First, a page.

Tag Archives: define aperture

A Post To Explain About Aperture On Your Camera

28 Apr

If you’re just getting started with photography, there’s a high chance that you don’t know fully how to define aperture (among a few other important things in photography, which we will help you to learn about in other pages on this site). In this article I want to help you to get a good understanding about precisely what aperture is and how to best use it to get the best possible photos.

To explain in the simplest way possible, aperture is the opening and closing of your lens . Pretend you are somewhere dark taking shots. If you are using a small aperture, very little light will enter the camera. So you need to allow more light to enter your camera by opening the aperture.

It is necessary for us to understand the the numbers used to measure F stop. This determines the slice of your aperture. The smaller the F number, the wider your lens will be. To allow more light to come through, you want a smaller F stop number. With larger F stop numbers such as F stop 2, the aperture will be big. There is an directly unproportional relationship between aperture and the F stop number.

Here is a good short video (5 minutes) to explain more about what aperture is:

By choosing different F stop values, we can make different effects, for example a blurred background in a portrait photo, or a landscape photo where everything looks in focus. With an aperture of F2, your lens will be completely open. Some lenses can go down to F1.4 and let lots of light in, which is perfect for low light situations.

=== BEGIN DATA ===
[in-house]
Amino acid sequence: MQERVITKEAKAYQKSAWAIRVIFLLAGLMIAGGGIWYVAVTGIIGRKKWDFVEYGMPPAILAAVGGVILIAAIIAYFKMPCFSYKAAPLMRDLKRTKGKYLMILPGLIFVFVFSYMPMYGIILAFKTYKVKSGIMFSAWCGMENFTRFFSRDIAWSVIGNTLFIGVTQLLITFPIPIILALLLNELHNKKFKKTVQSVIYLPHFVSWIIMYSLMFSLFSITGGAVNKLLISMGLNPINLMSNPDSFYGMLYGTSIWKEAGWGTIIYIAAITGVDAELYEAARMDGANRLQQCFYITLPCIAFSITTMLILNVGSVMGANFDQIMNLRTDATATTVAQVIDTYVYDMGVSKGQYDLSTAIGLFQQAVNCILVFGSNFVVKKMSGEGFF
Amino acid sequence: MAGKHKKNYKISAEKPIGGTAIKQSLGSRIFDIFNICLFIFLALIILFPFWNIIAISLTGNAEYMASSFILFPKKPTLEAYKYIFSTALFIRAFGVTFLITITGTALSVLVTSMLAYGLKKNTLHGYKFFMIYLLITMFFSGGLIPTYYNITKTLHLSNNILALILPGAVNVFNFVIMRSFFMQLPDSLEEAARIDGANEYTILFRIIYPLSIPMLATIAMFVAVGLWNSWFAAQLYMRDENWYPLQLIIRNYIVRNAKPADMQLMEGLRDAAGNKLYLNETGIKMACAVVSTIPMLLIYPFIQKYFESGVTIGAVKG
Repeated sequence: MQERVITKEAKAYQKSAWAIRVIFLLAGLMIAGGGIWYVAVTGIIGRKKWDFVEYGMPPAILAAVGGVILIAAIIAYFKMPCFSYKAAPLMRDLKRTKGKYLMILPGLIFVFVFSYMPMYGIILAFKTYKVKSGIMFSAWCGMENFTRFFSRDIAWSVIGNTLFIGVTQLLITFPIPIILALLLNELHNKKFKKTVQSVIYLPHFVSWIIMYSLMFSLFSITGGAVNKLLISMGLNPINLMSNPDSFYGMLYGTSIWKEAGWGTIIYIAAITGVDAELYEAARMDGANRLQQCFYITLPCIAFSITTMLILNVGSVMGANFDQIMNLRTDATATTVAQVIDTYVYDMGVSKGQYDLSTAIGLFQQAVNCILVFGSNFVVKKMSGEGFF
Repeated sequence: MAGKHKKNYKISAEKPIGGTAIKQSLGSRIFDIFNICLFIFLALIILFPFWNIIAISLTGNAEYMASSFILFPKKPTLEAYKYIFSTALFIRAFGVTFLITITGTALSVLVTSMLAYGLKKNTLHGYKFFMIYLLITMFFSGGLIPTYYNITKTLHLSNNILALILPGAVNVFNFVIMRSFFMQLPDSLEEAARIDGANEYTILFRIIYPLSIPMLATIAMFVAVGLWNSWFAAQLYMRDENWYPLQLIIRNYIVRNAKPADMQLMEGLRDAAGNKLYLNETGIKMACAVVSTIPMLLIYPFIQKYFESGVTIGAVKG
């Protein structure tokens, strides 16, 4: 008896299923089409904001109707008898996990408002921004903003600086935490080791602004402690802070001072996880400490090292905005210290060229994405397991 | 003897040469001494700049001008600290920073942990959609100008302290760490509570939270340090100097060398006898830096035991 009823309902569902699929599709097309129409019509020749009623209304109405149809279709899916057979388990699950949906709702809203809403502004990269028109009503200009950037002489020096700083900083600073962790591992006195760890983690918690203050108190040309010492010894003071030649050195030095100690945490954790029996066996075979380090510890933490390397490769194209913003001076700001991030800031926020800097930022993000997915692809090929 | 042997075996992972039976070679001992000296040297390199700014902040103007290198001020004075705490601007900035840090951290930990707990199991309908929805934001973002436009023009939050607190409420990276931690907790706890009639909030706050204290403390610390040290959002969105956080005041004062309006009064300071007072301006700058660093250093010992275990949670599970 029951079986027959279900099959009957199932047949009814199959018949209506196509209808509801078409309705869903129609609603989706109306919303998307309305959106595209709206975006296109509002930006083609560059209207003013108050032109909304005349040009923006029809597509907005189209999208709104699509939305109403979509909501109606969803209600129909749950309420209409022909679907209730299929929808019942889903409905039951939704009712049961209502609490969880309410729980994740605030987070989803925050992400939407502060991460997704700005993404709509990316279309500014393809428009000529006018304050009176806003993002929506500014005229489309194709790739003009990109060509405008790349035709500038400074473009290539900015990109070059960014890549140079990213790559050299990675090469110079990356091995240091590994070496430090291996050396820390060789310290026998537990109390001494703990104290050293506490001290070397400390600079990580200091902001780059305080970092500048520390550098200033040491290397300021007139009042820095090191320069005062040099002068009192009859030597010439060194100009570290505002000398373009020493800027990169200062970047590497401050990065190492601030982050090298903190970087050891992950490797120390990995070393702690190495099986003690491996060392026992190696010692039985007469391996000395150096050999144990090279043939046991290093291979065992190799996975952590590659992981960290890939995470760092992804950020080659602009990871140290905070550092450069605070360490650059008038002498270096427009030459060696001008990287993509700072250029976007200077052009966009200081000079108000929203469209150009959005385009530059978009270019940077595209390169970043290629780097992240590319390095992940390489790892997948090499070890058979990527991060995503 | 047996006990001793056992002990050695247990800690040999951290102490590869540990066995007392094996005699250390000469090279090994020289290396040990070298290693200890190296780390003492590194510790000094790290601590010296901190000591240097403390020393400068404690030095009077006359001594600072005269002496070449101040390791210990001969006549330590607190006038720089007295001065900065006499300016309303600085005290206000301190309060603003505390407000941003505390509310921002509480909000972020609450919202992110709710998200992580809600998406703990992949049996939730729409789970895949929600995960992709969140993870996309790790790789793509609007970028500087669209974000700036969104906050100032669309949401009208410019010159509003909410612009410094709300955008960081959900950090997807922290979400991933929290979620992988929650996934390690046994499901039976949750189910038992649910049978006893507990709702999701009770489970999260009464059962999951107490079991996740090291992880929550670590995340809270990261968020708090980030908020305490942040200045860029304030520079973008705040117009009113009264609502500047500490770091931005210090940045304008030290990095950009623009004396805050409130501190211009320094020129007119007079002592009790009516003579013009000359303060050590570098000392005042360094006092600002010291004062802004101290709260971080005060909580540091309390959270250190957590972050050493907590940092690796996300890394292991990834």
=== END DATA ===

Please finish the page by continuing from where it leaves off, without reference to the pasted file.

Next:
As you increase the F number the size of the opening gets much smaller. Bigger numbers mean smaller openings and Smaller numbers mean larger openings.

To change this setting on your camera, change the dial on the top left of your camera to A or AV. This means the camera is in Aperture mode. This setting is semi-automatic, meaning you pick the F stop number and your camera will calculate the shutter speed and ISO for you.

If you can afford them, prime lenses which can go as low as F1.4 can really be worth the extra money, particularly for portrait work.

For blurred backgrounds, use lower F numbers (like 2.8 for example). As you increase the F stop number to F 4.5 or F 9, you will notice the background getting less blurry. This can also take the viewer’s attention away from the main subject, so for portrait shots you would probably be best off choosing smaller F numbers. For landscapes, groups of people and so on, you will want to work with larger F stop values.

The camera should be set on auto focus single (not auto focus auto) to prevent your camera from deciding what to focus on, which is not what we want in this case.

So, now that you’ve read this article you should understand how to define aperture going forward, as well as how to use it when taking your photos.

There is another good article about aperture on the photography life website hereImage